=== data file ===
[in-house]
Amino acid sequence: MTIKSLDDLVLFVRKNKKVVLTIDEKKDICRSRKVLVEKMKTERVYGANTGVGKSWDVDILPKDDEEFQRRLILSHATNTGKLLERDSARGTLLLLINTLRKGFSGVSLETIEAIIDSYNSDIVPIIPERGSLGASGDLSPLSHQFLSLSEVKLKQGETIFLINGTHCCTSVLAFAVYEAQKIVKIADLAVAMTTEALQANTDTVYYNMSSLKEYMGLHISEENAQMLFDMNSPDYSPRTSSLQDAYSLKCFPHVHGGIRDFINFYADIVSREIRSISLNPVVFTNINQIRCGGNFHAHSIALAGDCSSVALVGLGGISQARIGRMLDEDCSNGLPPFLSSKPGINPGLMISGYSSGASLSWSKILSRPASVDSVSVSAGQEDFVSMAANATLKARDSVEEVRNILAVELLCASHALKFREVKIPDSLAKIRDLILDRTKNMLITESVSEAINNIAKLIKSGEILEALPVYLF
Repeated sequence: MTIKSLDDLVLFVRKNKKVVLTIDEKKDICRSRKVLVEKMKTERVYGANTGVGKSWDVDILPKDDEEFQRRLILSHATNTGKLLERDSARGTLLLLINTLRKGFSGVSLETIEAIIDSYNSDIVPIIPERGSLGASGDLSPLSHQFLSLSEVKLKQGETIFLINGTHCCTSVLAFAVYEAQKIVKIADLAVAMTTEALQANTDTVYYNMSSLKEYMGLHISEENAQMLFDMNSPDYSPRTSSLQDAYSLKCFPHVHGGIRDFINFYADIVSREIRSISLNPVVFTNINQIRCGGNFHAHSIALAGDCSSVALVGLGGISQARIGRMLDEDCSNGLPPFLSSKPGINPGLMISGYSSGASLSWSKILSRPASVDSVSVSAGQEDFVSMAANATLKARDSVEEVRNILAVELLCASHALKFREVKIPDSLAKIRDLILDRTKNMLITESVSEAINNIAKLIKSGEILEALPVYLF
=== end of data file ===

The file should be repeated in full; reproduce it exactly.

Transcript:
[in-house]
Amino acid sequence: MTIKSLDDLVLFVRKNKKVVLTIDEKKDICRSRKVLVEKMKTERVYGANTGVGKSWDVDILPKDDEEFQRRLILSHATNTGKLLERDSARGTLLLLINTLRKGFSGVSLETIEAIIDSYNSDIVPIIPERGSLGASGDLSPLSHQFLSLSEVKLKQGETIFLINGTHCCTSVLAFAVYEAQKIVKIADLAVAMTTEALQANTDTVYYNMSSLKEYMGLHISEENAQMLFDMNSPDYSPRTSSLQDAYSLKCFPHVHGGIRDFINFYADIVSREIRSISLNPVVFTNINQIRCGGNFHAHSIALAGDCSSVALVGLGGISQARIGRMLDEDCSNGLPPFLSSKPGINPGLMISGYSSGASLSWSKILSRPASVDSVSVSAGQEDFVSMAANATLKARDSVEEVRNILAVELLCASHALKFREVKIPDSLAKIRDLILDRTKNMLITESVSEAINNIAKLIKSGEILEALPVYLF
Repeated sequence: MTIKSLDDLVLFVRKNKKVVLTIDEKKDICRSRKVLVEKMKTERVYGANTGVGKSWDVDILPKDDEEFQRRLILSHATNTGKLLERDSARGTLLLLINTLRKGFSGVSLETIEAIIDSYNSDIVPIIPERGSLGASGDLSPLSHQFLSLSEVKLKQGETIFLINGTHCCTSVLAFAVYEAQKIVKIADLAVAMTTEALQANTDTVYYNMSSLKEYMGLHISEENAQMLFDMNSPDYSPRTSSLQDAYSLKCFPHVHGGIRDFINFYADIVSREIRSISLNPVVFTNINQIRCGGNFHAHSIALAGDCSSVALVGLGGISQARIGRMLDEDCSNGLPPFLSSKPGINPGLMISGYSSGASLSWSKILSRPASVDSVSVSAGQEDFVSMAANATLKARDSVEEVRNILAVELLCASHALKFREVKIPDSLAKIRDLILDRTKNMLITESVSEAINNIAKLIKSGEILEALPVYLF